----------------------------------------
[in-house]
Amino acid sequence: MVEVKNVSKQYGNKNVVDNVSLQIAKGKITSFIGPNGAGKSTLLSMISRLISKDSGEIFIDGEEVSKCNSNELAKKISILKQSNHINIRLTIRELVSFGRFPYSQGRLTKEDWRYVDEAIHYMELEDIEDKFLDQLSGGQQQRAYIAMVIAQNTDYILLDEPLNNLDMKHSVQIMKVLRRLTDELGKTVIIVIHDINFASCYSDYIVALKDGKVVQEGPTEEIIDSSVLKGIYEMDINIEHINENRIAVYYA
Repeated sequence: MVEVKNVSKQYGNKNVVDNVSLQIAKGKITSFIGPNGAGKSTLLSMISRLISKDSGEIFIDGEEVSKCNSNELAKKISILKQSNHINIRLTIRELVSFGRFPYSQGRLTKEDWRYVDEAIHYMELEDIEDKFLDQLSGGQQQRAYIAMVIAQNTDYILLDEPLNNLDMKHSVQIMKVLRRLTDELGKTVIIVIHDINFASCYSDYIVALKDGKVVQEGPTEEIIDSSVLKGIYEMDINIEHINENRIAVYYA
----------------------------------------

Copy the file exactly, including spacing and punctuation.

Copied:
[in-house]
Amino acid sequence: MVEVKNVSKQYGNKNVVDNVSLQIAKGKITSFIGPNGAGKSTLLSMISRLISKDSGEIFIDGEEVSKCNSNELAKKISILKQSNHINIRLTIRELVSFGRFPYSQGRLTKEDWRYVDEAIHYMELEDIEDKFLDQLSGGQQQRAYIAMVIAQNTDYILLDEPLNNLDMKHSVQIMKVLRRLTDELGKTVIIVIHDINFASCYSDYIVALKDGKVVQEGPTEEIIDSSVLKGIYEMDINIEHINENRIAVYYA
Repeated sequence: MVEVKNVSKQYGNKNVVDNVSLQIAKGKITSFIGPNGAGKSTLLSMISRLISKDSGEIFIDGEEVSKCNSNELAKKISILKQSNHINIRLTIRELVSFGRFPYSQGRLTKEDWRYVDEAIHYMELEDIEDKFLDQLSGGQQQRAYIAMVIAQNTDYILLDEPLNNLDMKHSVQIMKVLRRLTDELGKTVIIVIHDINFASCYSDYIVALKDGKVVQEGPTEEIIDSSVLKGIYEMDINIEHINENRIAVYYA